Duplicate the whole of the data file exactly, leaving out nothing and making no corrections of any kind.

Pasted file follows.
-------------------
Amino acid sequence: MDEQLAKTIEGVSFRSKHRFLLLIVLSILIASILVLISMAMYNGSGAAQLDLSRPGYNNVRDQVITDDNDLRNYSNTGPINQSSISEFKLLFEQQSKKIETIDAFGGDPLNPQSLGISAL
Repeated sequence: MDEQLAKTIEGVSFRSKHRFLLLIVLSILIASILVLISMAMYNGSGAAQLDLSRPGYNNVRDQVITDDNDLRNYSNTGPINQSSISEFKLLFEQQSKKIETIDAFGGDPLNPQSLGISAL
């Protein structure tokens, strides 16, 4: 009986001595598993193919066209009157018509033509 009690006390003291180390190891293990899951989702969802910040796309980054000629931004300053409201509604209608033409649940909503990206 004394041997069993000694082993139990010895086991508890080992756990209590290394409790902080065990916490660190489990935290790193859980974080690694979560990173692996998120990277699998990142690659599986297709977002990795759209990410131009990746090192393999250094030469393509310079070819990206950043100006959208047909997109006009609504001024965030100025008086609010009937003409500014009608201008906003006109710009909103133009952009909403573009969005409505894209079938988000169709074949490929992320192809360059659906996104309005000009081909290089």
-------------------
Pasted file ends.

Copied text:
Amino acid sequence: MDEQLAKTIEGVSFRSKHRFLLLIVLSILIASILVLISMAMYNGSGAAQLDLSRPGYNNVRDQVITDDNDLRNYSNTGPINQSSISEFKLLFEQQSKKIETIDAFGGDPLNPQSLGISAL
Repeated sequence: MDEQLAKTIEGVSFRSKHRFLLLIVLSILIASILVLISMAMYNGSGAAQLDLSRPGYNNVRDQVITDDNDLRNYSNTGPINQSSISEFKLLFEQQSKKIETIDAFGGDPLNPQSLGISAL
């Protein structure tokens, strides 16, 4: 009986001595598993193919066209009157018509033509 009690006390003291180390190891293990899951989702969802910040796309980054000629931004300053409201509604209608033409649940909503990206 004394041997069993000694082993139990010895086991508890080992756990209590290394409790902080065990916490660190489990935290790193859980974080690694979560990173692996998120990277699998990142690659599986297709977002990795759209990410131009990746090192393999250094030469393509310079070819990206950043100006959208047909997109006009609504001024965030100025008086609010009937003409500014009608201008906003006109710009909103133009952009909403573009969005409505894209079938988000169709074949490929992320192809360059659906996104309005000009081909290089």